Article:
How did things get to this stage and what caused this community to become a totally wild, lawless and dog eating Australian civilization ? That’s something you can only guess. You only get the puzzling message “Ten Years after the collapse” at the beginning. What collapse do they mean? Is it about an economic collapse after which the Australian dollars became totally worthless. That could be the reason why everybody is always asking for American dollars. You could also assume that the immune system has collapsed. Because to be honest it’s a bunch of freaks you are confronted with. At times I had the impression that Eric and Rey were a kind of mutated zombies, because they were highly resistant to the impact of bullets from automatic rifles.

    The entire film is drenched in the hopelessness of the survivors and the stark hostility that prevails there. The situation is similar to the dusty Wild West. Also taking the law into their own hands. This makes for some gruesome scenes of gratuitous violence and explicit aggressive shocking images. Michôd is not really interested in telling a linear, clear story in “The Rover” but rather likes to exhibit an artistic set of images in this film. The purpose of the pursuit by Eric remains unclear until the end. Eric himself is not exactly an open book and keeps his motives hidden, using his gruff and closed nature. By the way, this is a magnificent performance by Guy Pearce, who I can still remember as Mike from “Neighbours” long time ago when this soap ran on television. I’ve never noticed him in another movie. But I’m sure there are a lot of films he played in I never saw till now. I didn’t recognize him with that scraggly beard and his tired, almost suicidal attitude. Robert Pattinson also excels as the slightly deranged Rey who always started telling some unintelligible and unimportant story on the most inconvenient moments. In short, grandiose renditions.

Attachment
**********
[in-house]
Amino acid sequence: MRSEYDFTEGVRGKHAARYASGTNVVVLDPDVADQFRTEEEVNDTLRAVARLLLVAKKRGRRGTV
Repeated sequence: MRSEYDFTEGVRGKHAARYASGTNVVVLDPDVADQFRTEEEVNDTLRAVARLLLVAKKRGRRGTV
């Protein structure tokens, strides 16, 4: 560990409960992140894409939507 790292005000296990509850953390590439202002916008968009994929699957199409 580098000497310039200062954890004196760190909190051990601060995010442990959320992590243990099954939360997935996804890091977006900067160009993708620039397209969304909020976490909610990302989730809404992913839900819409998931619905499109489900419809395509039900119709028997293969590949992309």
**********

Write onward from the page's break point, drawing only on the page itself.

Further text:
What intrigued me in this film was the soundtrack. An eerie and mysterious sound used as an underlay. A cacophony of all sorts of exotic sounds, including a didgeridoo I think. A wonderful addition to the sometimes hallucinatory images which made it even more chilling.

    A fairly quirky film with images used as art. Sensitive and brilliant performances. And an excellent soundtrack. But ultimately there remains a fairly superficial and boring storyline. For me it was a bit too “arty” and too difficult to fathom. I read somewhere, “A person who sits brainless in front of the screen, just sees a man on a devastating journey throughout a desert landscape.” I certainly wasn’t watching it brainless, but eventually that’s also the only thing I saw ….

    http://opinion-as-a-moviefreak.blogspot.be/2014/09/the-rover-2014.html